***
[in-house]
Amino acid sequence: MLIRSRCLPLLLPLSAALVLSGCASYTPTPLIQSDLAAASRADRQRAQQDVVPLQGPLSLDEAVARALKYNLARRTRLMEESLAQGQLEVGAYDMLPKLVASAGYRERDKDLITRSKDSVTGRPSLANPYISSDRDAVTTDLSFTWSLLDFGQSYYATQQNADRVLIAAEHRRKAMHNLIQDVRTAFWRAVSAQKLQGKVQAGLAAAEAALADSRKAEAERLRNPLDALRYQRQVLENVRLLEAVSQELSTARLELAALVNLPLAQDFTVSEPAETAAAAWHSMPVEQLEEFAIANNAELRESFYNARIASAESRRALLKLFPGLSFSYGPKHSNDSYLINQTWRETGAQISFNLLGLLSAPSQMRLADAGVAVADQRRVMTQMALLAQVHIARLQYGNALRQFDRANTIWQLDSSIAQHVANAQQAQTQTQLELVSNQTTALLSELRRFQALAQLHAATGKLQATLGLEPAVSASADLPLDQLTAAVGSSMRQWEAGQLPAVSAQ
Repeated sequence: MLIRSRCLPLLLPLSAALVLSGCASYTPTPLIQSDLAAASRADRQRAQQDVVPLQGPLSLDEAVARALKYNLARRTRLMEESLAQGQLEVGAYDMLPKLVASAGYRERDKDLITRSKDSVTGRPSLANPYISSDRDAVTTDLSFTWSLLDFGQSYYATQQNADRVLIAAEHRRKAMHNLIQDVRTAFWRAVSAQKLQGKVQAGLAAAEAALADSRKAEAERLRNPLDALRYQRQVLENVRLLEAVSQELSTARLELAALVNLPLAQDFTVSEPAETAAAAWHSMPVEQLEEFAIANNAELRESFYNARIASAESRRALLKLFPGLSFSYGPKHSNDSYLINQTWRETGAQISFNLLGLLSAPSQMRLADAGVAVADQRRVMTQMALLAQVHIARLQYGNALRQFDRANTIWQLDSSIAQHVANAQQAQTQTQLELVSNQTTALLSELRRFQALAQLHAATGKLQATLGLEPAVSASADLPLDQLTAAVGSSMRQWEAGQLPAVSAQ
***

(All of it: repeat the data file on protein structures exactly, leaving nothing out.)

[in-house]
Amino acid sequence: MLIRSRCLPLLLPLSAALVLSGCASYTPTPLIQSDLAAASRADRQRAQQDVVPLQGPLSLDEAVARALKYNLARRTRLMEESLAQGQLEVGAYDMLPKLVASAGYRERDKDLITRSKDSVTGRPSLANPYISSDRDAVTTDLSFTWSLLDFGQSYYATQQNADRVLIAAEHRRKAMHNLIQDVRTAFWRAVSAQKLQGKVQAGLAAAEAALADSRKAEAERLRNPLDALRYQRQVLENVRLLEAVSQELSTARLELAALVNLPLAQDFTVSEPAETAAAAWHSMPVEQLEEFAIANNAELRESFYNARIASAESRRALLKLFPGLSFSYGPKHSNDSYLINQTWRETGAQISFNLLGLLSAPSQMRLADAGVAVADQRRVMTQMALLAQVHIARLQYGNALRQFDRANTIWQLDSSIAQHVANAQQAQTQTQLELVSNQTTALLSELRRFQALAQLHAATGKLQATLGLEPAVSASADLPLDQLTAAVGSSMRQWEAGQLPAVSAQ
Repeated sequence: MLIRSRCLPLLLPLSAALVLSGCASYTPTPLIQSDLAAASRADRQRAQQDVVPLQGPLSLDEAVARALKYNLARRTRLMEESLAQGQLEVGAYDMLPKLVASAGYRERDKDLITRSKDSVTGRPSLANPYISSDRDAVTTDLSFTWSLLDFGQSYYATQQNADRVLIAAEHRRKAMHNLIQDVRTAFWRAVSAQKLQGKVQAGLAAAEAALADSRKAEAERLRNPLDALRYQRQVLENVRLLEAVSQELSTARLELAALVNLPLAQDFTVSEPAETAAAAWHSMPVEQLEEFAIANNAELRESFYNARIASAESRRALLKLFPGLSFSYGPKHSNDSYLINQTWRETGAQISFNLLGLLSAPSQMRLADAGVAVADQRRVMTQMALLAQVHIARLQYGNALRQFDRANTIWQLDSSIAQHVANAQQAQTQTQLELVSNQTTALLSELRRFQALAQLHAATGKLQATLGLEPAVSASADLPLDQLTAAVGSSMRQWEAGQLPAVSAQ